Corpus overview


Overview

MeSH Disease

Human Phenotype

Transmission

Seroprevalence
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    PERSONAL PROTECTIVE EQUIPMENT (PPE) USING IN ANTALYA 112 EMERGENCY AMBULANCE SERVICES DURING OUTBREAK

    Authors: MEHMET FATIH GULSEN; MUNEVVER KURT; ISIL KALELI; AYHAN ULASTI

    doi:10.1101/2020.06.16.20129171 Date: 2020-06-19 Source: medRxiv

    A new type of Coronavirus (SARS CoV2) which was identified on January 7th, 2020; which caused disease named COVID 19 caused by this virus. The first confirmed COVID 19 (+) case in Turkey was detected on March 11th, 2020. The first COVID-19 case in Antalya was detected on March 14th, 2020 and transferred by an Antalya 112 emergency ambulance to hospital. The aim of this descriptive, retrospective and cross-sectional study which is conducted between the dates of March 14th, 2020 and May 31st, 2020, is to evaluate the level of Personal Protective Equipment (PPE) usage, the risk analysis results and follow up measures of Antalya 112 ambulance teams during COVID-19 outbreak. There were 5344 possible and 787 confirmed COVID-19 (+) positive ambulance cases between the dates of study conducted. The majority of these cases were male TRANS (62%) and over the age TRANS of 65 (47%). The majority of cases were result in transferred to healthcare facilities (75.48%). The total 2361 ambulance team workers were taken to risk HP analysis measurements and then followed-up procedures. The majority of ambulance team members were assessed with no risk available. The Level 4 PPE (N95/FPP, Goggle/face protection, Gloves, Apron/coverall) were used most commonly (84.50%). The HCWs who use Level-4 PPE for confirmed COVID-19 (+) cases, were assessed no risk exposed. The using mask on patient and the level of PPE usage showed negative correlation with risk level of HCWs. There are only 2 HCWs diagnosed with COVID 19 by CT scan. The follow up procedures of two HCWs has been finalized, and both of them cured, follow ups ended. The studies about easy use, hightech PPE with maximum protection, are recommended for further investigations. Keywords: COVID 19, Ambulance Services, Personal Protective Equipment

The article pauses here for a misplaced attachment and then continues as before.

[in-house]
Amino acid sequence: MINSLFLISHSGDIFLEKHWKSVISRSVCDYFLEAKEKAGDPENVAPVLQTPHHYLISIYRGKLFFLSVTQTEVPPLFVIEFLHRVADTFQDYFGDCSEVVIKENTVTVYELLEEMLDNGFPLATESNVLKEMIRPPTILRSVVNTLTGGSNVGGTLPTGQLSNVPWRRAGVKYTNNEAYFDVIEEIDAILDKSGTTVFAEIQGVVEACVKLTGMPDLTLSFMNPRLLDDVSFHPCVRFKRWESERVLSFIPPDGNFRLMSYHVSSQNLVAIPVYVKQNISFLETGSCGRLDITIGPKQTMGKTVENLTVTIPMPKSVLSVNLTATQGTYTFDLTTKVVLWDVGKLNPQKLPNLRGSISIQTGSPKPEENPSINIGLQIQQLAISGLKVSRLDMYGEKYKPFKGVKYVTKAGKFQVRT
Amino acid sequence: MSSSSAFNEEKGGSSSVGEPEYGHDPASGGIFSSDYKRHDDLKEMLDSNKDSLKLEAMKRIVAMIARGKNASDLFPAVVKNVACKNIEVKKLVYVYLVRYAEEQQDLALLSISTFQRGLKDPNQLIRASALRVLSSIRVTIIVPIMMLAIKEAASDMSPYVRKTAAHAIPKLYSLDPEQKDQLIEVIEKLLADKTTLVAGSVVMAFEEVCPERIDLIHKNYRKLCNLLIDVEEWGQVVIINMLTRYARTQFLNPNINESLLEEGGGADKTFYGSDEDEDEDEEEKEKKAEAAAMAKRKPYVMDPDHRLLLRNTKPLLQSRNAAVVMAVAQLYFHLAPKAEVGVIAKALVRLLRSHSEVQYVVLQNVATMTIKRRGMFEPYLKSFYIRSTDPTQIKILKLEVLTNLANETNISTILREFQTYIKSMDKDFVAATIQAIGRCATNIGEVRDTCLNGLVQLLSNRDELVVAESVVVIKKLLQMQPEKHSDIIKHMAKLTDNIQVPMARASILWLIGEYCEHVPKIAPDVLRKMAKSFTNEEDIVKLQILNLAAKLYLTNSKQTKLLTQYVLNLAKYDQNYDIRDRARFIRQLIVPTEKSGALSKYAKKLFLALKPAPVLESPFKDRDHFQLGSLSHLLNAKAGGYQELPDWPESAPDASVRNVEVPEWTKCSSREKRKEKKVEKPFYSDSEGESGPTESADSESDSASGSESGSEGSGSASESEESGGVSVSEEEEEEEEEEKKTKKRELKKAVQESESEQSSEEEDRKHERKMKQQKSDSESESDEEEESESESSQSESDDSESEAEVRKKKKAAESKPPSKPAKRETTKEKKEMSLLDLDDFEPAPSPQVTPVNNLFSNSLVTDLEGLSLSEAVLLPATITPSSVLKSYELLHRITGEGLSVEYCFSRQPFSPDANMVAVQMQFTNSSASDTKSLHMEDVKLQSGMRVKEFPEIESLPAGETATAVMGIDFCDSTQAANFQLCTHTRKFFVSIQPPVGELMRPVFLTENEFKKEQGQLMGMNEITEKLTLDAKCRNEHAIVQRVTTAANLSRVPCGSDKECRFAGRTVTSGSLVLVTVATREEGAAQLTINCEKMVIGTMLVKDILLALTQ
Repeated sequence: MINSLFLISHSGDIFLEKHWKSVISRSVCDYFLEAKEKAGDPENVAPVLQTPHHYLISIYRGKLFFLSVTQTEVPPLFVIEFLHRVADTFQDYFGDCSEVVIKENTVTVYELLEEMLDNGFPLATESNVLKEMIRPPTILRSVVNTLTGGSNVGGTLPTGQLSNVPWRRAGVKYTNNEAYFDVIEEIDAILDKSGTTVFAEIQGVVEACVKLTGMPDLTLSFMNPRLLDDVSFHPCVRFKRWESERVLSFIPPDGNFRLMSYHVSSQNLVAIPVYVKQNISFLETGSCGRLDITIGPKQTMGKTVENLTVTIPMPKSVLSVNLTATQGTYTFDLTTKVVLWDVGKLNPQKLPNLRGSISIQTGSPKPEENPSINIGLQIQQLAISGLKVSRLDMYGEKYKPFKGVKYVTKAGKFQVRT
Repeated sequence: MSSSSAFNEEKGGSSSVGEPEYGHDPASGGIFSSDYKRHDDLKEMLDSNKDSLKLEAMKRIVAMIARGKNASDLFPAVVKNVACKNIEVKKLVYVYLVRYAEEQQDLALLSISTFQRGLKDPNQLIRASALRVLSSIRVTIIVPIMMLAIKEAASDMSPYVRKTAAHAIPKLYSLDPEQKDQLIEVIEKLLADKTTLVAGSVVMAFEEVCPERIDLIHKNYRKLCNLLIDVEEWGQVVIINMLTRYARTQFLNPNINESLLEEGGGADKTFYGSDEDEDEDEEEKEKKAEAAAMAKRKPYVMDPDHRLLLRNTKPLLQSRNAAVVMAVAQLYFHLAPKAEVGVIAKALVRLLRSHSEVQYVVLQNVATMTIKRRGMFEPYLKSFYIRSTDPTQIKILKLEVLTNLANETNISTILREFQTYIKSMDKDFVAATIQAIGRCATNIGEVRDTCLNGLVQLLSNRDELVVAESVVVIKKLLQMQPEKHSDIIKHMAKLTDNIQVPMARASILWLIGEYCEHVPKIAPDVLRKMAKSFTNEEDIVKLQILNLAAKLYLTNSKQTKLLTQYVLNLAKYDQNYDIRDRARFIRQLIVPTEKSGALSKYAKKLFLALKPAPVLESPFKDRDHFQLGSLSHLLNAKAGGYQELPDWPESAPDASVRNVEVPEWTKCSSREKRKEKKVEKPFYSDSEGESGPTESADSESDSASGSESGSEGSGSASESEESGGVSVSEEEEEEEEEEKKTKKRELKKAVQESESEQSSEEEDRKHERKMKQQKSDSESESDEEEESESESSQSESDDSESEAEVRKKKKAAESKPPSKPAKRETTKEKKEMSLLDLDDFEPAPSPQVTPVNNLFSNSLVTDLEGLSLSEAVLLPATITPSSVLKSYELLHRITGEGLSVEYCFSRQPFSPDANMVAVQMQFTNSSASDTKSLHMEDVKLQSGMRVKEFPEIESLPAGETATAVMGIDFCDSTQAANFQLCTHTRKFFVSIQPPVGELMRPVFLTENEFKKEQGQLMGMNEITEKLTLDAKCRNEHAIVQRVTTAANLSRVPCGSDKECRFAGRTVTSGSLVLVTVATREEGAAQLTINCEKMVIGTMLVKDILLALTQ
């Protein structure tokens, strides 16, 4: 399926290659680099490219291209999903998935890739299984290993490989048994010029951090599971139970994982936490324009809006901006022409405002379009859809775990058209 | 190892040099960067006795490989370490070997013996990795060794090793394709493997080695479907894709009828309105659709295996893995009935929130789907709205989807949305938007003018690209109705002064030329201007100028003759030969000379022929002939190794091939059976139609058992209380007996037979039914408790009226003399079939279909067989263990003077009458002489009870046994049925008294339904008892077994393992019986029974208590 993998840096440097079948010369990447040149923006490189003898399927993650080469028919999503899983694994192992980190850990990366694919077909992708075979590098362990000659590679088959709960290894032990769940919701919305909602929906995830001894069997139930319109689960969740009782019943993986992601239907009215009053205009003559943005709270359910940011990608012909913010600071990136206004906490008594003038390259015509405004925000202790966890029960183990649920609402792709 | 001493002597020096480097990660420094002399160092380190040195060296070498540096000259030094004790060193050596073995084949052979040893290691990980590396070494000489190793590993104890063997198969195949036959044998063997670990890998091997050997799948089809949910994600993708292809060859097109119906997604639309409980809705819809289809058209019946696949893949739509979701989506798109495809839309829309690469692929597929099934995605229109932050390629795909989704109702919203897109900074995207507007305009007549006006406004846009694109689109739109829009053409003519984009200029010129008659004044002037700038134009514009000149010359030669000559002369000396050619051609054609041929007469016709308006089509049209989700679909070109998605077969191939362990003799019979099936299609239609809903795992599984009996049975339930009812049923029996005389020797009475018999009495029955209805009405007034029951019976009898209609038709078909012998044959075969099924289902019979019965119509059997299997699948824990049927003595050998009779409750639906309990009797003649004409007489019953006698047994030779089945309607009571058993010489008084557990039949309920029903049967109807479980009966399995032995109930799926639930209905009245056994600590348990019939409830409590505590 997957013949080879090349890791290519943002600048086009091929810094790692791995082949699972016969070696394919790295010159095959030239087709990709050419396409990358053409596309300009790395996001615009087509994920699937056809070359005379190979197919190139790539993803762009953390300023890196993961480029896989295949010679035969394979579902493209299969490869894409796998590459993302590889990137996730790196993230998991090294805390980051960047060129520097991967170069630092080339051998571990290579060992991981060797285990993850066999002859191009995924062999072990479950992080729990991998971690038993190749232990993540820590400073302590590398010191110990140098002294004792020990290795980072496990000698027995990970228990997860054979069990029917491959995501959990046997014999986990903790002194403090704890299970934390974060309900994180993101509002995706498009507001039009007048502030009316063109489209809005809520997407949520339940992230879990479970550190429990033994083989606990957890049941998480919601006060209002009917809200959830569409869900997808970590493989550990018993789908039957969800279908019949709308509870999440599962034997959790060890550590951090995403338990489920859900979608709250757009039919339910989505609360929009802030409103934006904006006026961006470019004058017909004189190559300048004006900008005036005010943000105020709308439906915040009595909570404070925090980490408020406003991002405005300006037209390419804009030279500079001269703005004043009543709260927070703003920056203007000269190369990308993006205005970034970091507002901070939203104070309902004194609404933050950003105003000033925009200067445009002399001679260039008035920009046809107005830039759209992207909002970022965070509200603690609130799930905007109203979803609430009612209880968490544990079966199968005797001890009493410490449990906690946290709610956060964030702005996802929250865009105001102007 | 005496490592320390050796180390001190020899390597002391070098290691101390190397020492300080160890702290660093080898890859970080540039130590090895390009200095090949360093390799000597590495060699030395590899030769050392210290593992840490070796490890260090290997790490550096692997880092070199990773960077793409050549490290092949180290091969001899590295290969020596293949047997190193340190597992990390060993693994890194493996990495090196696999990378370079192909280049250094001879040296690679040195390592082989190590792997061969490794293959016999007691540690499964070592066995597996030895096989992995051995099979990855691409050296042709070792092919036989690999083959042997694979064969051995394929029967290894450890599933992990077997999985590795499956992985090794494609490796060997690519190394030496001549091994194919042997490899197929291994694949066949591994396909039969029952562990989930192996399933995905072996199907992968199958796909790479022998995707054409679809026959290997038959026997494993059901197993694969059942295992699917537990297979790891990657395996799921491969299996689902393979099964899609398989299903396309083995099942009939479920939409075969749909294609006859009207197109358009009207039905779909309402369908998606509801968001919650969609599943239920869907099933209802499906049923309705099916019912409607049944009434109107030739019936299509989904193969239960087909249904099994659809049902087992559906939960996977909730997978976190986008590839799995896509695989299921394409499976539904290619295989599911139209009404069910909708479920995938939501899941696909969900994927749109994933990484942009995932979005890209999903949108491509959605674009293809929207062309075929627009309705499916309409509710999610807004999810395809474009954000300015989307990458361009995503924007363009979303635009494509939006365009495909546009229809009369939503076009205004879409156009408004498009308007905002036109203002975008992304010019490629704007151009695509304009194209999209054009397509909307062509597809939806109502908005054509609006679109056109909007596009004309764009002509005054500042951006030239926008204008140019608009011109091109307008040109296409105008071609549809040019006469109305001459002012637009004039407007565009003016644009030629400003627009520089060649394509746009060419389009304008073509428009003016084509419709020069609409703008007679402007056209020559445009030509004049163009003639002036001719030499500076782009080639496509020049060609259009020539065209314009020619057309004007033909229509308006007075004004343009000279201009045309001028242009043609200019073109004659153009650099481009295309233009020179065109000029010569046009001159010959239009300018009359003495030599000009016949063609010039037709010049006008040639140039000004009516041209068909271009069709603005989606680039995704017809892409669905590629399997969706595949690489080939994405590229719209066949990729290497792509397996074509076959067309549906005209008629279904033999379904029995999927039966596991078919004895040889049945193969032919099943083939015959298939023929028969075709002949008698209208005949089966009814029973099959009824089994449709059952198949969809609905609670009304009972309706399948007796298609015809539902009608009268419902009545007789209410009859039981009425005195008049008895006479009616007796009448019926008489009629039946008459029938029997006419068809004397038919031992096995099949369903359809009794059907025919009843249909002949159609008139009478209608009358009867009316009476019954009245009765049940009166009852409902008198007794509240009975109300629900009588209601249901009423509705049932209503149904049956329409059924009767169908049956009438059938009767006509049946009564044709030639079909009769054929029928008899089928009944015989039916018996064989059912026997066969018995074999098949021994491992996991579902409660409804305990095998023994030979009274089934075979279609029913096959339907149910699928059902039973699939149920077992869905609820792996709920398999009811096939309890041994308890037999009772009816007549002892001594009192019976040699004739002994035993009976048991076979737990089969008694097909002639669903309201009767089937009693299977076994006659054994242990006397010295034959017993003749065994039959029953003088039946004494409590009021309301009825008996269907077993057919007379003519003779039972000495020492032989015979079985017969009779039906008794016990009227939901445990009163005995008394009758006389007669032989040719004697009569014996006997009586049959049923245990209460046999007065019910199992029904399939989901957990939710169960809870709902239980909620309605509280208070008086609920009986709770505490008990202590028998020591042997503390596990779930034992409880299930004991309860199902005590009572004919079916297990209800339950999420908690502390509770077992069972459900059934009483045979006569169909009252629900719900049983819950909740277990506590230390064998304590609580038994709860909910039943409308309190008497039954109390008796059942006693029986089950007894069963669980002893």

Greater risk of severe COVID-19 in non-White ethnicities is not explained by cardiometabolic, socioeconomic, or behavioural factors, or by 25(OH)-vitamin D status: study of 1,326 cases from the UK Biobank

    Authors: Zahra Raisi-Estabragh; Celeste McCracken; Mae S Bethell; Jackie Cooper; Cyrus Cooper; Mark J Caulfield; Patricia B Munroe; Nicholas C Harvey; Steffen E Petersen

    doi:10.1101/2020.06.01.20118943 Date: 2020-06-02 Source: medRxiv

    Background We examined whether the greater severity of coronavirus disease MESHD 2019 (COVID-19) amongst men and non-White ethnicities is explained by cardiometabolic, socio-economic, or behavioural factors. Methods We studied 4,510 UK Biobank participants tested for COVID-19 (positive, n=1,326). Multivariate logistic regression models including age TRANS, sex, and ethnicity were used to test whether addition of: 1)cardiometabolic factors ( diabetes MESHD, hypertension HP hypertension MESHD, high cholesterol, prior myocardial infarction HP myocardial infarction MESHD, smoking, BMI); 2)25(OH)-vitamin D; 3)poor diet; 4)Townsend deprivation score; 5)housing (home type, overcrowding); or 6)behavioural factors (sociability, risk taking HP) attenuated sex/ethnicity associations with COVID-19 status. Results There was over-representation of men and non-White ethnicities in the COVID-19 positive group. Non-Whites had, on average, poorer cardiometabolic profile, lower 25(OH)-vitamin D, greater material deprivation, and were more likely to live in larger households and flats/apartments. Male TRANS sex, non-White ethnicity, higher BMI, Townsend deprivation score, and household overcrowding were independently associated with significantly greater odds of COVID-19. The pattern of association was consistent for men and women; cardiometabolic, socio-demographic and behavioural factors did not attenuate sex/ethnicity associations. Conclusions Sex and ethnicity differential pattern of COVID-19 is not adequately explained by variations in cardiometabolic factors, 25(OH)-vitamin D levels, or socio-economic factors. Investigation of alternative biological pathways and different genetic susceptibilities is warranted.

    Medical students perceptions and motivations in time of COVID-19 pandemic

    Authors: Patricia Tempski; Fernanda M Arantes-Costa; Renata Kobayasi; Marina AM Siqueira; Matheus M Torsani; Bianca QRC Amaro; Maria Eduarda FM Nascimento; Saulo L Siqueira; Itamar S Santos; Milton A Martins

    doi:10.1101/2020.05.28.20115956 Date: 2020-05-30 Source: medRxiv